Eating wild food plants, native to countries in Southern Europe, helps people living in the Mediterranean to live longer and to have better health according to new research presented at the British Pharmaceutical Conference in Manchester today.
A European consortium of researchers from Local Food-Nutraceuticals, led by pharmaceutical scientists from the University of London, documented and analysed 127 locally consumed wild or semi-wild plants in three Mediterranean countries, Greece, Italy and Spain. They looked to see if the plants had any properties that are of benefit to aging-related disease, focusing in particular on chronic diseases of the heart and the brain using cellular models for antioxidant effect, or the inhibition of enzymes.
The researchers found many positive results. Reichardia picroides collected both from Southern Italy and Greece showed the highest antioxidant activity of the species from this region. Papaver rhoeas, a species collected in regions of Italy and Greece, also showed significant activity.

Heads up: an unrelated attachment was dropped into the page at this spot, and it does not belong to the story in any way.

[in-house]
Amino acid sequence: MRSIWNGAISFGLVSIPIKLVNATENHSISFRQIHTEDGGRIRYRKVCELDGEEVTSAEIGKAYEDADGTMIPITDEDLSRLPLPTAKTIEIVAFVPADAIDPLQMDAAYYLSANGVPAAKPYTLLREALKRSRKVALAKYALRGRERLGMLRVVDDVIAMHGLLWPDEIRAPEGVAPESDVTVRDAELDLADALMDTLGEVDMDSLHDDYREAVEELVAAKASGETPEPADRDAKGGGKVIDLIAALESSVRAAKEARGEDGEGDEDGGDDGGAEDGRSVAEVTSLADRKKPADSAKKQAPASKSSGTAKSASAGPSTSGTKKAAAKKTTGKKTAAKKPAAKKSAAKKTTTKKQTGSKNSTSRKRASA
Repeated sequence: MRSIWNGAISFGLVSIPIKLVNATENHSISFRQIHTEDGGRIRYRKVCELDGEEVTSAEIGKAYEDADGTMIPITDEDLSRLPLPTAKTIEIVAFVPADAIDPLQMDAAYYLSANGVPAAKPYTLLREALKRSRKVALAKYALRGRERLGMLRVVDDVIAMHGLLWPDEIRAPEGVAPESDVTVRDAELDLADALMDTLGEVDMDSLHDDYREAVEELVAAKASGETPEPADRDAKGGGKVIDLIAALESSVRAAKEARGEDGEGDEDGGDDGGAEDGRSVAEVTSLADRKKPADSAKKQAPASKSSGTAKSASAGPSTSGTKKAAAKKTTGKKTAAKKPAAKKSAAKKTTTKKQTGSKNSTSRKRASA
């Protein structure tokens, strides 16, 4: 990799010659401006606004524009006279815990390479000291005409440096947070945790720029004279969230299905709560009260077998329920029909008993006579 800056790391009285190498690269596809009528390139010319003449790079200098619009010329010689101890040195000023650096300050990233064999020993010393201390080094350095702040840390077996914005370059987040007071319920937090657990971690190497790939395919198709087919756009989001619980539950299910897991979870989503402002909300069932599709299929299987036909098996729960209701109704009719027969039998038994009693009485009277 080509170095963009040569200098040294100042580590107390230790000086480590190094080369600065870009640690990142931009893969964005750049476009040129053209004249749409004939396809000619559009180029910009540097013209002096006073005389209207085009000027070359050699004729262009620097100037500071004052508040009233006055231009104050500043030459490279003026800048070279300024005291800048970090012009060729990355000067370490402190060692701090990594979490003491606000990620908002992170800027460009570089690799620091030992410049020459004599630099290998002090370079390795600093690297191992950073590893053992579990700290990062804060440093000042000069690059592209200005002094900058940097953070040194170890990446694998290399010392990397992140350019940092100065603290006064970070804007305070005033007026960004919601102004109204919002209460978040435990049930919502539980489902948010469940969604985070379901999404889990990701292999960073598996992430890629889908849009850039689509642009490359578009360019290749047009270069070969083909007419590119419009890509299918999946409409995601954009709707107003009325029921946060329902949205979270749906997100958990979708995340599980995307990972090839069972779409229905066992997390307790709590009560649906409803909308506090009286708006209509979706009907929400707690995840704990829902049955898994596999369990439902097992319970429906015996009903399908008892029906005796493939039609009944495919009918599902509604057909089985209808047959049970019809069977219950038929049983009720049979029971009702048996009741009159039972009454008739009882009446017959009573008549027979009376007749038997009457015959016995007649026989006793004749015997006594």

Professor Michael Heinrich from the Centre for Pharmacognosy and Phytotherapy at The School of Pharmacy, University of London says, "Obviously vegetables, fruits, fish, garlic and olive oil are fundamental to the Mediterranean diet and its effect on health. But we have discovered the important benefits of previously unrecognised healthy local food plants."
The researchers found that the use of these plants differed from one village to the next. "It is important to document this traditional knowledge before it disappears, which is sadly happening very fast," Professor Heinrich says.
Professor Heinrich added that he could envisage that one of the plants the group has identified may become a new rucola, or rocket as it is more commonly known. "A few year's ago no-one had heard of rocket, but then tastes changed and in a short period of time it became a best-seller. Some of the plants that we tested could become a food specialty in the UK in the future," he said.